This I Believe: The Promise of Memory
I was five when the rain of realization came down and stung my face. I remember sipping orange juice, even though I did not like it very much. I remember a bare room, apart from a nurse, some furniture, and the members of my family. We were there to visit my Great-Aunt Margaret, a petite woman with a thick Scottish accent. Because I was so young, I do not recall the specific details of my visit at this nursing home in Alloa, Scotland. At the time, though, Aunt Margaret could not remember anything. She had Alzheimer’s.
This memory-degenerative disease has taken a hold of my family tree. My great-grandmother lived to be 102, but her brain also succumbed to Alzheimer’s. The malady carried her along the same harrowed path that her daughter Margaret unwillingly followed. An article was published in a Scottish newspaper to celebrate a century of Great-Gran Jack’s life, but Alzheimer’s had taken such a devastating toll on her that she was not even aware of her momentous feat. Furthermore, her kin at the nursing home birthday party were strangers in her eyes. During my trip to Scotland six years earlier, my brother and I were not allowed to meet our great-grandmother because of the disease’s affect on her.
There is a great chance that other family members or I will become the next victims of Alzheimer’s because of its tendency to genetically attack descendents of an ailing person. Knowing this fact is purely heart-breaking, especially since there currently is no known cure. Merely forgetting a sentence that I am to speak or the name of a peer is frightening because these simple afflictions serve as ominous reminders of what my relatives endured on a more destructive level.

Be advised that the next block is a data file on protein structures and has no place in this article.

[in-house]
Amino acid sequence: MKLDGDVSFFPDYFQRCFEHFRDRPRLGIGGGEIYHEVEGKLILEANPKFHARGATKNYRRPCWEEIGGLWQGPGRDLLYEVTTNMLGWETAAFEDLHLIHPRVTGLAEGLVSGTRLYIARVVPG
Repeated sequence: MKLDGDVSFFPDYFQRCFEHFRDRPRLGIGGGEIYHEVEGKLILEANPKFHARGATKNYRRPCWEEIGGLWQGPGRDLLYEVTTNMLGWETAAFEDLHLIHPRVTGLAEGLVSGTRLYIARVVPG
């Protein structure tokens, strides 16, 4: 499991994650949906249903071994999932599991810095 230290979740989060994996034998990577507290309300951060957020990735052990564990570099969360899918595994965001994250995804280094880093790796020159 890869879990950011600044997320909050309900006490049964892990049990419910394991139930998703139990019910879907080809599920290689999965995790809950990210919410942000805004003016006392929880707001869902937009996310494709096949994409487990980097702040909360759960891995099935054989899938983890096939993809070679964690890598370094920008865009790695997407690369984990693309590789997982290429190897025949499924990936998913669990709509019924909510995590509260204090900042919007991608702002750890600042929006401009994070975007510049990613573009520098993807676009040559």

I believe in the power of memory. The flashes of our past doings and experiences enhance our personas and also define who we are as human beings. I remember sharing sixteen birthdays with my incredible twin brother, eating Chicken McNuggets with my grandparents, and my first day of kindergarten. I also recall playing my clarinet under stadium lights with fellow members of the Penn Manor Marching Unit, writing and illustrating my first story at age four, and getting my ears pierced without my parents’ knowledge as my grandmother stood by and as my brother dashed out of the store away from my screams. Without these memories to hold on to, I would be lost in thought.
I also believe in the valuable knowledge accrued by intelligent researchers and scientists. These men and women have heroically garnered medical gains as they are continuously on the hunt for the key to unlock all sinister secrets of Alzheimer’s and other memory-degenerative diseases, such as dementia. I know that a cure will be discovered, thanks to the diligence of these researchers and scientists. Then, our prized memories will not sink into the mire of oblivion. We will be free to dream without fear, for without memory, dreams become lost.
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